Physics 276

Experimental Physics II: Electricity and Magnetism

Spring 2012, Sections 0301, 0401


Grade Method: REG/P-F/AUD. 2 credits

Prerequisite: PHYS272 and PHYS275.

Text Books:

Ø      Required:

o       Physics 276 Lab Manual

o       “Introduction to Error Analysis”, by John R. Taylor

Ø      Recommended:

o       “A Practical Guide to Data Analysis for Physical Science Students” by Louis Lyons, Cambridge University Press (paperback of 98 pages). This book is a “practical guide” and the opposite of the book below. It is heuristic in its approach and quite readable.

o       “Data reduction and error analysis for physical sciences students” by Phillip R. Bevington and D. Keith Robinson

P276 is the third course in the three-semester introductory lab sequence: Methods and rationale of experimental physics. This course is on experiments chosen from the fields of electricity and magnetism including electrostatics, magnetostatics, magnetic induction, AC circuits.

Ø      Who, When, Where, etc

Ø      Syllabus

Ø      Schedule


Who, When, Where, etc (back-to-main-page)


Professor Andris Skuja

Room: 4329 Physics Building,

Tel: (301) 405 6059


Course webpage:

TA: Remington Ramsay Reid

Where: Room 3120 physics building













Physics 276 Syllabus(back-to-main-page)

Course Title: Experimental Physics II: Electricity and Magnetism

Official Course Description: PHYS276 (PermReq) Experimental Physics II: Electricity and Magnetism; (2 credits) Grade Method: REG/P-F/AUD. Prerequisites: PHYS272 and PHYS275. Credit will be granted for only one of the following: PHYS276 or former PHYS295. Third course in the three semester introductory sequence. Methods and rationale of experimental physics. Experiments chosen from the fields of electricity and magnetism including electrostatics, magnetostatics, magnetic induction, AC circuits.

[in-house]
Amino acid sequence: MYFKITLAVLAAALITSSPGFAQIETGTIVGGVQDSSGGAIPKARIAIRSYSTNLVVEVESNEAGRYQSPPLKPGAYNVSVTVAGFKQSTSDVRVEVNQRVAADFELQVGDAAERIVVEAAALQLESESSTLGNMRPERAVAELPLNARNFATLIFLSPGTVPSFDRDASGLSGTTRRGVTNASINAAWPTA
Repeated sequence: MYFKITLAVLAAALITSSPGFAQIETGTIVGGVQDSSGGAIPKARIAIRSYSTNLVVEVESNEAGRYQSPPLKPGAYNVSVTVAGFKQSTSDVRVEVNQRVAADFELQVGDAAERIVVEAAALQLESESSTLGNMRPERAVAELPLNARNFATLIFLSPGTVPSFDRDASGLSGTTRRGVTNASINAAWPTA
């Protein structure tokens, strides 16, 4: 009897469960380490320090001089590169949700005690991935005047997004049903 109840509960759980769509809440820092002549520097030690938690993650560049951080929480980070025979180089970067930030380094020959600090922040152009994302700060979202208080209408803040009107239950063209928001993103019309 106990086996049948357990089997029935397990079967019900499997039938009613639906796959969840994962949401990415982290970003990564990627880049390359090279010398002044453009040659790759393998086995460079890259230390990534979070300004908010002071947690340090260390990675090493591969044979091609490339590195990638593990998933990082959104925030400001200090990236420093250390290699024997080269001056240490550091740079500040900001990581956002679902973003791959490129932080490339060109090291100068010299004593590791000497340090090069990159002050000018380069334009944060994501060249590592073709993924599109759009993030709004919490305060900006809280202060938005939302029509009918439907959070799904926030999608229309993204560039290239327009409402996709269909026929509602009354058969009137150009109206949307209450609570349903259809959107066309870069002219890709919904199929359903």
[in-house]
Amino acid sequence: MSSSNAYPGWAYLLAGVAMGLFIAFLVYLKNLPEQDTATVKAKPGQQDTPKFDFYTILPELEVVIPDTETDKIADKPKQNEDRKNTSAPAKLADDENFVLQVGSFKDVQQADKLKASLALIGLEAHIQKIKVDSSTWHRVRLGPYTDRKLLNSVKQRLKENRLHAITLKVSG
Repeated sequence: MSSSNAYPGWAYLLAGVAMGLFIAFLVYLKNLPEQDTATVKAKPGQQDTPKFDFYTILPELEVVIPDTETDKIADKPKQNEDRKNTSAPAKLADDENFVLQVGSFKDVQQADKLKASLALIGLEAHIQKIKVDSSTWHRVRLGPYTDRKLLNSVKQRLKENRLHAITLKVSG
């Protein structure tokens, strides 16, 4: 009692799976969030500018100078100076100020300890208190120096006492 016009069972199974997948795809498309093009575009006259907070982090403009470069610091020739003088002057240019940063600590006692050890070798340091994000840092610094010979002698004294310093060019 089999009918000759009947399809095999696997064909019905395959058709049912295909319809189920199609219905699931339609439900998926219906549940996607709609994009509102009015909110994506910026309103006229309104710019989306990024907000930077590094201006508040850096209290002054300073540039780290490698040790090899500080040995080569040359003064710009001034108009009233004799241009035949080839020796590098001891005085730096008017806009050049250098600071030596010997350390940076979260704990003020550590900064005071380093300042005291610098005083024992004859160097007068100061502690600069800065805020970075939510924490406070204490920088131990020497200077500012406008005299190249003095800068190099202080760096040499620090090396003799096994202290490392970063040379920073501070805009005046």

Web Site:

About the course: Physics 276 is the third class in the Physics 174 - Physics 275 - Physics 276 introductory Physics laboratory sequence. It is intended primarily for physics majors, but with permission is open to all science and engineering students. The experiments involve phenomena in electricity and magnetism, including ac and dc electrical circuits and electromagnetic fields. A major component of this course is to see that you develop skills in record keeping and scientific writing. In addition, the experiments are constructed to improve your understanding of data analysis and error analysis, beyond what you have already learned in Physics 174 and 275. The Lab meets for four hours each week in Room 3120 of the Physics Building. At the end of each lab period, you must turn in a spreadsheet with your data and analysis. A complete written lab report is due one week later for two of the experiments, at the start of the next week's lab.


Laboratory Location - Room 3120 Physics Building


Lab meeting times:   

Section 0301   -  Thursday 2:00 pm – 5:50 pm (Professor Skuja)

Section 0401   -  Wednesday 2:00 pm – 5:50 pm (Professor Skuja)



Other sections of this course is taught by Professor Hoffman:

Section 0101   - Monday        2:00 pm - 5:50 pm (Professor Hoffman)

Section 0201   - Tuesday        1:00 pm - 4:50 pm (Professor Hoffman)



Arriving late to class: Classes at Maryland begin right on the hour. You must arrive on time so that you can get instructions for the lab and have time to finish. If you are more than 10 minutes late, you may not be allowed into the lab and will have to make it up during another section.


Making up missed Labs: You should make every effort not to miss your regularly scheduled lab. If you miss your regular lab section, you must make arrangements with your instructor to make it up before your next lab if possible. Otherwise, you must make up a missed lab during “make-up week” at the end of the semester. All labs must be completed to get a passing grade in Physics 276.



Instructor for Sections 0101 & 0201

            Prof. Andris Skuja

            Office: Room 4329 Physics Building